Monoprice 8323 (~$28): The 8323 is a rebrand of the Kicker HP541 headphone, which typically retailed at $50. It latched on as a force in the budget market. They have unusual traits which are not typically seen in low-end headphones, such as a removable cable. They are bass heavy with a roll off in the upper mids/lower treble.
Panasonic RP-HTF600 (~$30): Dsnuts raved about these headphones back in late 2011 as the musical basshead headphone on a budget. People began taking chances on the budget performer. Even ljokerl of IEM and portable fame posted a very favorable review for the HTF600.
Incipio Forte F38 (~$30): I foresee these headphones as the newcomers to the budget block. They are rebrands of the Fischer Audio FA-004 headphones. They are very light-weight and portable, but they do not fold up. They have a "fun" v-shaped frequency response. I compared them against my Brainwavz HM3, another FA-004 rebrand, and determined the other difference was a very slight headband difference and that the pads were slightly softer. The overall sound signature was essentially unchanged.
8323 > F38 > HTF600
The Monoprices win handily in this category because they both feel sturdy and come with a removable cable. The Incipio Forte F38s have a rather light-weight and nice design with plastic and metal that feels weak but reviews have suggested that they're actually rather rugged. The HTF600 has had multiple complaints about the driver needing to be popped back into place and overall just not built to last too well.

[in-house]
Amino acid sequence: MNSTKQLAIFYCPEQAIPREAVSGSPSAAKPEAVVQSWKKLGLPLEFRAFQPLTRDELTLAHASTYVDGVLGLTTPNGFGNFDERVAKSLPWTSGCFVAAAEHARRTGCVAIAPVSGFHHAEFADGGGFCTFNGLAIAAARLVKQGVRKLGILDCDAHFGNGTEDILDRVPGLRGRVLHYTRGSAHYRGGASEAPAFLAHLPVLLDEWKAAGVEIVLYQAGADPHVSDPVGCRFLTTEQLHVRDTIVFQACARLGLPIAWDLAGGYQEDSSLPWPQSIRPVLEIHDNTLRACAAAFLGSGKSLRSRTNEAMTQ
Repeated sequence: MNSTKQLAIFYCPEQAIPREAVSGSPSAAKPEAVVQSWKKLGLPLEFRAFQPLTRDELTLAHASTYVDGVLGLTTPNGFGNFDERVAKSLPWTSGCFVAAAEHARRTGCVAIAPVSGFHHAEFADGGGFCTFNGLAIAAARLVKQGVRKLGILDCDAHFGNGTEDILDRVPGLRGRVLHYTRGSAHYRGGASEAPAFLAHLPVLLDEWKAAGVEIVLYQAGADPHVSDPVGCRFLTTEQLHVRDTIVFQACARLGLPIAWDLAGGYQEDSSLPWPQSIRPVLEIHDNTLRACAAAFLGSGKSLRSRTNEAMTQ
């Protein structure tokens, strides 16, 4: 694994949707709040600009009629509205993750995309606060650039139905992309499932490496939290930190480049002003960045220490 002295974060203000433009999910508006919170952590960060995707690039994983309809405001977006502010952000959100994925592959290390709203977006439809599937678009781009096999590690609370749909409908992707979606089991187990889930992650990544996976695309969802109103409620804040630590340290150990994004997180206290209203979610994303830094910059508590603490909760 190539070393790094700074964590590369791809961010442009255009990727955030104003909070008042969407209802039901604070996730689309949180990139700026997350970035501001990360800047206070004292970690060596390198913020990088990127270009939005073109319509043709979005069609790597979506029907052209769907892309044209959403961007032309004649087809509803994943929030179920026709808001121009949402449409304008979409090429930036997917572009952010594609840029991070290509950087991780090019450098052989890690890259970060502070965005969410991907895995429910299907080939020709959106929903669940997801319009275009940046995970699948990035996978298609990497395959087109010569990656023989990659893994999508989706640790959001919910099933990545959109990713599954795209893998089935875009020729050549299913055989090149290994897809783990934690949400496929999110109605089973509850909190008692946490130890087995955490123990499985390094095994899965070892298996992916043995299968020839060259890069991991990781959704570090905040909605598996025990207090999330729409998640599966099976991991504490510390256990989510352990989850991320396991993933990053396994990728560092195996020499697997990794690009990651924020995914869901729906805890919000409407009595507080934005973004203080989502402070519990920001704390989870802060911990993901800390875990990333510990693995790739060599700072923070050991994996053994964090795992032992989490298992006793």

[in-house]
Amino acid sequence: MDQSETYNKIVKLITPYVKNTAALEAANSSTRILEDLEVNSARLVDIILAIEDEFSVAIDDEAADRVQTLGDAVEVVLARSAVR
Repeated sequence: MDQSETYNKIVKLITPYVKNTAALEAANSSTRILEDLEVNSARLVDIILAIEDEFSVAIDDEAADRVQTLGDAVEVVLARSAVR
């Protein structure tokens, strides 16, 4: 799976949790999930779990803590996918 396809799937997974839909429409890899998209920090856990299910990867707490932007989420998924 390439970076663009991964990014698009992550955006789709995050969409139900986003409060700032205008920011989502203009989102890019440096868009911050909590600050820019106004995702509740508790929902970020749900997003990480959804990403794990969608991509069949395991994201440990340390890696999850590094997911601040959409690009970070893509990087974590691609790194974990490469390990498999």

All of them are light-weight and relatively portable.
HTF600 > F38 > 8323
The HTF600 are still an exceptionally comfortable headphone in my book. They're pretty low clamping force with very comfortable pads. The pads do tend to heat up after a while, but that's relatively minor. I used to call my Panasonic HTF600s "my for-when-the-Grados-hurt-my-ears headphones."
The Incipio F38 brings an odd angular method of resizing, but also brings a low clamping force. I've used them on the go and felt that they're comfortable enough for relatively long term listening.
The Monoprice 8323 has suffered complaints about its comfort. The clamping force is higher than either of the other two budget headphones and the headband is the last comfortable in my opinion. It's not terribly uncomfortable, but certainly the least.
Sound Quality (Treble):
F38 > HTF600 > 8323
The F38s have a sparkle in the highs that I just don't get from the other two headphones. I also noticed that they seemed less sibilant than the 8323s. I felt the F38 also was able to slightly edge the other two budget headphones in overall definition and clarity in the highs.
The HTF600 has a more subdued treble that isn't as sparkly like the F38's. I felt like there was an overall veil over the lower treble and that they were far from detailed. Regardless, they were fun enough to overlook this. I feel like the music is definitely a bit grainy sounding, like someone was rounding the edges of the sound off and approximating.